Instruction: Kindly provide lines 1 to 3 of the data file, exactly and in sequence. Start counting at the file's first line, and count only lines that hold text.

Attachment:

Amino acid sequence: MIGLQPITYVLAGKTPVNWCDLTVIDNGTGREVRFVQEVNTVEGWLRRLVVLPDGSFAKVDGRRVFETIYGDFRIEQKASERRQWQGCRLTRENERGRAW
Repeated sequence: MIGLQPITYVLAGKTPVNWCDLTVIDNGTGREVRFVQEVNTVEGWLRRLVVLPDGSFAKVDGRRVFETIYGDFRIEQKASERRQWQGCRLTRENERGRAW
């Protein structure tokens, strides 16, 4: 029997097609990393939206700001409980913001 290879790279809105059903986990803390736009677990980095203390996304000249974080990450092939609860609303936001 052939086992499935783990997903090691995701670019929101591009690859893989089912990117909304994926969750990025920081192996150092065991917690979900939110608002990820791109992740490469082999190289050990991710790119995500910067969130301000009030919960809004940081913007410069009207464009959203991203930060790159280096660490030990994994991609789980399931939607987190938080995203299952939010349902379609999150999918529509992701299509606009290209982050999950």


Amino acid sequence: MIGLQPITYVLAGKTPVNWCDLTVIDNGTGREVRFVQEVNTVEGWLRRLVVLPDGSFAKVDGRRVFETIYGDFRIEQKASERRQWQGCRLTRENERGRAW
Repeated sequence: MIGLQPITYVLAGKTPVNWCDLTVIDNGTGREVRFVQEVNTVEGWLRRLVVLPDGSFAKVDGRRVFETIYGDFRIEQKASERRQWQGCRLTRENERGRAW
């Protein structure tokens, strides 16, 4: 029997097609990393939206700001409980913001 290879790279809105059903986990803390736009677990980095203390996304000249974080990450092939609860609303936001 052939086992499935783990997903090691995701670019929101591009690859893989089912990117909304994926969750990025920081192996150092065991917690979900939110608002990820791109992740490469082999190289050990991710790119995500910067969130301000009030919960809004940081913007410069009207464009959203991203930060790159280096660490030990994994991609789980399931939607987190938080995203299952939010349902379609999150999918529509992701299509606009290209982050999950």